In an open letter to the fashion industry last month, designer Stella McCartney wrote:

“Every single second, the equivalent of one rubbish truck of textiles is sent to landfill or burnt. The fashion industry accounts for more than a third of ocean microplastics, while textile dyeing is the second largest polluter of clean water globally. If nothing changes, by 2050 the fashion industry will be using up to a quarter of the world’s carbon budget.”1

The fashion industry is one of the most polluting, unethical, and least sustainable industries on the planet. It’s not just the profligate use of carbon, water and the resulting pollution, but the treatment of people that often goes hand-in-hand with cheap production in developing countries.

Few can forget the collapse of Rana Plaza garment factory in Bangladesh in 2013, leaving over 1100 dead and another 2,500 injured. The factory was supplying high street brands such as H&M, Mango and Primark. Cracks in the building had been reported but ignored.2

Of course, from an environmental perspective, it is not just how clothes are made, but what we do with them that matters. Fashion is a high volume industry and that is because many people treat clothes as disposable items – to be worn once or twice for a season and then discarded into landfill.

Some blame this trend on online influencers, showing off their “#gifted” outfits on Instagram then never wearing them again. Yet it is part of a wider societal shift too – items such as electrical goods are often cheaper to replace than repair, and smart gadgets soon become obsolete even if they still work. We have become accustomed to disposal and novelty.

Big fashion brands make their money by selling lots, cheaply. For lower income households, this makes fashion accessible to all, and certainly helps with clothing ever-growing children affordably.

Yet the tide is turning. A few years ago, sustainable fashion was barely discussed. Then came the vanguard; individuals with influence such as Stella McCartney and Livia Firth, the UN Leader of Change, who, amongst much awareness raising, created the Green Carpet Challenge so celebrities could show off the glamorous side of eco.3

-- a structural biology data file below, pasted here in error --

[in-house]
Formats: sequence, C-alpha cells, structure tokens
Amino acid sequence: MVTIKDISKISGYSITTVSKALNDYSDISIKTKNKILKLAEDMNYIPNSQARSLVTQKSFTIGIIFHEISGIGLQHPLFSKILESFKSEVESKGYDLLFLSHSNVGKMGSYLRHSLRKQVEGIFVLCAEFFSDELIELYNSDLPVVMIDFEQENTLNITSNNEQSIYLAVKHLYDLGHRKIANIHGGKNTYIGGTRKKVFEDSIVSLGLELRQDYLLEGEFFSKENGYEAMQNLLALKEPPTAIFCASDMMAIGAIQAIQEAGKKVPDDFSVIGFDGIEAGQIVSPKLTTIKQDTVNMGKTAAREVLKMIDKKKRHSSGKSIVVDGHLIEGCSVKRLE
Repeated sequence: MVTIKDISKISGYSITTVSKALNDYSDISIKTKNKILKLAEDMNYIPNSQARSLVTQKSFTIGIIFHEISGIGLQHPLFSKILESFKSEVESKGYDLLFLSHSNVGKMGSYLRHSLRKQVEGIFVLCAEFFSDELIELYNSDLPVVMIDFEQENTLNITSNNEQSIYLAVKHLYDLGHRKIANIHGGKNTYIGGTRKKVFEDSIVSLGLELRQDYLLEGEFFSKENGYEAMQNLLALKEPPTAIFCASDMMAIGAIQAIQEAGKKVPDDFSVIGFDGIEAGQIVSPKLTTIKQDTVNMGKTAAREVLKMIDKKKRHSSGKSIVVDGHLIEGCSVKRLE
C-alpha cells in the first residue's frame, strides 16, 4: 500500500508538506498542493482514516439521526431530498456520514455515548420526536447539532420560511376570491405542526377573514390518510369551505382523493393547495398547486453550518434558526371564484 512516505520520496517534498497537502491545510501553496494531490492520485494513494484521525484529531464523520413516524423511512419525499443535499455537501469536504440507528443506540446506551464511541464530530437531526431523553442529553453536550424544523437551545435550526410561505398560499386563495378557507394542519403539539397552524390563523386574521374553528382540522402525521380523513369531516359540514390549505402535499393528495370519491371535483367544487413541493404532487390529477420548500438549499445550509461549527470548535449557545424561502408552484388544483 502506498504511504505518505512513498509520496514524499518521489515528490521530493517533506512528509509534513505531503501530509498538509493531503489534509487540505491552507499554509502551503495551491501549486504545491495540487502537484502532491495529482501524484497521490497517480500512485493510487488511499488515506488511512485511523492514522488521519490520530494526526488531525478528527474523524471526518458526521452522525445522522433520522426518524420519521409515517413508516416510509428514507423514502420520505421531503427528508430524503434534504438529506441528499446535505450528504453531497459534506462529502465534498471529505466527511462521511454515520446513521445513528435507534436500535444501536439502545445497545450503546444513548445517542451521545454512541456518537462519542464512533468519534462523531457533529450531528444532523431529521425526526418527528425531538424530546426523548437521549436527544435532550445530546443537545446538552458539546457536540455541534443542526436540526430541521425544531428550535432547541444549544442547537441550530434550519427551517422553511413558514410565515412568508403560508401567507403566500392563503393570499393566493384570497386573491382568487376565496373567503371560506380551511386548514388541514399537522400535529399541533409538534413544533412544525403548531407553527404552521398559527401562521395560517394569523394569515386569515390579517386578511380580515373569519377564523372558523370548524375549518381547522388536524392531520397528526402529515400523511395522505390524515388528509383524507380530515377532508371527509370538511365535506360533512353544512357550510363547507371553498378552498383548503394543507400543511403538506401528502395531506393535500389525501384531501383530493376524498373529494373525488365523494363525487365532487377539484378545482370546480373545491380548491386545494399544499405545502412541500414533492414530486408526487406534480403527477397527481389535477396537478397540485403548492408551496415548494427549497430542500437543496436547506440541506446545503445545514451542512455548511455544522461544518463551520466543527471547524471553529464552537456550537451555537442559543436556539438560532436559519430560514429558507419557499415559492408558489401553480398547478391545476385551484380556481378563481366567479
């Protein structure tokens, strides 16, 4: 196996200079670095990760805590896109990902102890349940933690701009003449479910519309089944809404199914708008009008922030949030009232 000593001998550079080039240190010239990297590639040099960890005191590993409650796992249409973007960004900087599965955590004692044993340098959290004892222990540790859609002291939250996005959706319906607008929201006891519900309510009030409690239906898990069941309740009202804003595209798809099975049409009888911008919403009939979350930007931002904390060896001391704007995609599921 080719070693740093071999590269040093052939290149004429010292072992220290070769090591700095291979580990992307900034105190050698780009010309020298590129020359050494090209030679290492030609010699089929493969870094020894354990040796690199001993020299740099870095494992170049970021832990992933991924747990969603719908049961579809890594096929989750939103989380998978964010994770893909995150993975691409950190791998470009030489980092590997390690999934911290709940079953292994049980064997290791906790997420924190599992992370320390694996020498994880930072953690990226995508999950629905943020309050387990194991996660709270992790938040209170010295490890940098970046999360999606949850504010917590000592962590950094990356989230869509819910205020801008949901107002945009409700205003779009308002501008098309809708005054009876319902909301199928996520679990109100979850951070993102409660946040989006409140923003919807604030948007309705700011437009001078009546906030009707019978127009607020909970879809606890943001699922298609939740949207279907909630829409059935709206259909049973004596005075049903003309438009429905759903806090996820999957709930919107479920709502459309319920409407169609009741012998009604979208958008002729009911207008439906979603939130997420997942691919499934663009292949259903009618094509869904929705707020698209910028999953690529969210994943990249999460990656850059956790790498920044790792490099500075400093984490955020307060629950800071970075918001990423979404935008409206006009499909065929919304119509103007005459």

Fashion Revolution4, an organisation advocating fashion activism, has produced a wall planner of 366 acts of fashion activism and their white paper on sustainable fashion was put to Government.

Campaigning by organisations such as Greenpeace, and the influential Netflix film, The True Cost, have further highlighted the issues, which reached mainstream with Stacey Dooley’s documentary for the BBC, Fashion’s Dirty Secrets5. The book, How to Break Up with Fast Fashion, by Lauren Bravo will be published in January 2020.

But is this noise and attention leading to real change from brands and consumers?


Many major retailers, including Next, Ted Baker and M&S have signed up to the Sustainable Clothing Action Plan, backed by the Government. This provides advice on many areas across production, including guidance on how to make longer lasting clothes – if items could last just three months longer, it would cut 3% of the carbon, water and waste impact across the supply chain.6

Companies who have signed up commit to reducing waste sent to landfill, water and carbon use by 15% by 2020.

Some organisations are going further. This summer, Inditex, the owner of high street fashion chain Zara, announced that all of its brands will use 100% sustainable fabrics before 2025. Inditex has also installed clothes banks in many stores, collecting more than 34,000 tonnes of used clothes since 2015.7